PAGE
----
[1] https://github.com/kvark/froggy


I really wish there was a video of this talk, I like this deck but I'm missing the color commentary.


There was a video, but since I talked in Lithuanian, I doubt if it would be useful to many people :)


jonathan blow is not a big fan of ECS

https://www.youtube.com/watch?v=4t1K66dMhWk


Jonathan Blow's commentary isn't anti-ECS. It's more skeptical of Rust's borrow checker, more specifically he's pointing out how the original talk ends with bypassing the borrow checker and copying a pattern that would have equal safety in C or C++.


That is true + there is an offhand quote he makes about ECS in general, but 99% is about the issue you mention


It isn't appropriate for all games. Which is important to keep in mind. Sometimes people get crazy and do these really complex high performance ECS systems for a 2d game with 10 entities. Or a game with only 2 kinds of entities. Just unnecessary complexity in those cases.


I am not a game dev, but from watching some of his stuff, I have a feeling he would invert that claim, and say ECS is fine for smaller games but for really involved systems with time-to-market pressures the framework is too limiting.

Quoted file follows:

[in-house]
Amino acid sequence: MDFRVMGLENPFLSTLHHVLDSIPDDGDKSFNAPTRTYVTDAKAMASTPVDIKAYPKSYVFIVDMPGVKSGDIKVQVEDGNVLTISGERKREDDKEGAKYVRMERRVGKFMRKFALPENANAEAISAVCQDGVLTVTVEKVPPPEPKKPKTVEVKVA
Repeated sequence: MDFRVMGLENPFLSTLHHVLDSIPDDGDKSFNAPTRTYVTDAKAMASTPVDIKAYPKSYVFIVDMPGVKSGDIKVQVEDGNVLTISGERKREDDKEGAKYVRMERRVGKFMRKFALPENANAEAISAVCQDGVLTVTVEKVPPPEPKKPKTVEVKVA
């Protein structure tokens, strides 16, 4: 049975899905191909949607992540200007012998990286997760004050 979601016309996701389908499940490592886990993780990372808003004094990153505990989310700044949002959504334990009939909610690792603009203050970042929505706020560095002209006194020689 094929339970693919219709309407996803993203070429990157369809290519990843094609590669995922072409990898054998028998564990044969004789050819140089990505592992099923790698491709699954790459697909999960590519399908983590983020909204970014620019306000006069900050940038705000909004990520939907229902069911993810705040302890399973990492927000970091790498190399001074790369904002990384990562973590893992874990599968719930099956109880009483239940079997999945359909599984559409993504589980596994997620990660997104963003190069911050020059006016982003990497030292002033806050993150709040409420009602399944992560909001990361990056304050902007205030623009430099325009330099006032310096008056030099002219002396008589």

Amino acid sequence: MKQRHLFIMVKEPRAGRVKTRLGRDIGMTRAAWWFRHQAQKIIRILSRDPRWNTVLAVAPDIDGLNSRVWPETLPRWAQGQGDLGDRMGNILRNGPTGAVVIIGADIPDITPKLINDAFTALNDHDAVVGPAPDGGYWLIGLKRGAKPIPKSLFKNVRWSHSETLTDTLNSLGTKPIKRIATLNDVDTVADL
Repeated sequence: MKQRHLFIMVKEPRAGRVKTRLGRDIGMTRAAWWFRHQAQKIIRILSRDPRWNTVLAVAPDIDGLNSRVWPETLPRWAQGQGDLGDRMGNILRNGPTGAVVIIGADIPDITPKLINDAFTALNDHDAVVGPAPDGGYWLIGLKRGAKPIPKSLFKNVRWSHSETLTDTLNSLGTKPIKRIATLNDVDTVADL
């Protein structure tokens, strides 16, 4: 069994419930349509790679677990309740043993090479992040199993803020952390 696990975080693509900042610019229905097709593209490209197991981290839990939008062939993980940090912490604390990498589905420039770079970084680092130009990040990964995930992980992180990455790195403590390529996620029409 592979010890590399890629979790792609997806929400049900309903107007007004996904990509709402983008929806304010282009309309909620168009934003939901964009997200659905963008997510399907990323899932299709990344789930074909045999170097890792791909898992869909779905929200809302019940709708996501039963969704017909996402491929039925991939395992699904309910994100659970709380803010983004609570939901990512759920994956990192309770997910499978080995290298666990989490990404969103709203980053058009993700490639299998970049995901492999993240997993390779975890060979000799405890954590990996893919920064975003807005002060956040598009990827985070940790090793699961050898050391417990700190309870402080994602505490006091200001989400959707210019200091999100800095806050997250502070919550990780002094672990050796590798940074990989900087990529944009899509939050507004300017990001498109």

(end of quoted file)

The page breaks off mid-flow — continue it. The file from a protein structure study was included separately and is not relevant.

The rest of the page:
Jon is also known for being hugely opinionated with only his direct personal experience backing him up.

His basic thought on ECS is that it's "obvious". And if you have worked on an involved game a few times and tried to examine the performance bottlenecks of the architecture, it really is. There are different flavors of "how to ECS" that make tradeoffs between static compile-time composition(theoretical fastest ECS: an entire scene is fed into a compiler and it emits a custom bespoke memory layout and an API for it) and runtime dynamism(most flexible ECS: dynamic types, reflection, some code to automatically maintain indexes). But the basic principles of working directly with compositions of plain old data are ingrained throughout, and emerge naturally from trying to extend a simple game with simple data structures and an imperative code style, without resorting to OO inheritance(which was tried and discarded because properties inevitably crept upwards into the parent class leading to a memory-hungry "God Object").


I don't think I'm claiming that Jon would advocate for OO inheritance. I also think he thinks that SoA instead of AoS is a good thing - no qualms there. I guess he would probably have the most comments on how to deal/access/manipulate that SoA at a higher level


> but for really involved systems with time-to-market pressures the framework is too limiting

It was specifically designed and developed for involved systems.


An ECS for Go, with a TypeScript port: https://github.com/ByteArena/ecs


For the past few days I've been messing with an ECS module for Elixir! My fork is here: https://github.com/lytedev/ecs

Really simple with Elixir, but the naive implementation has some potential performance issues methinks.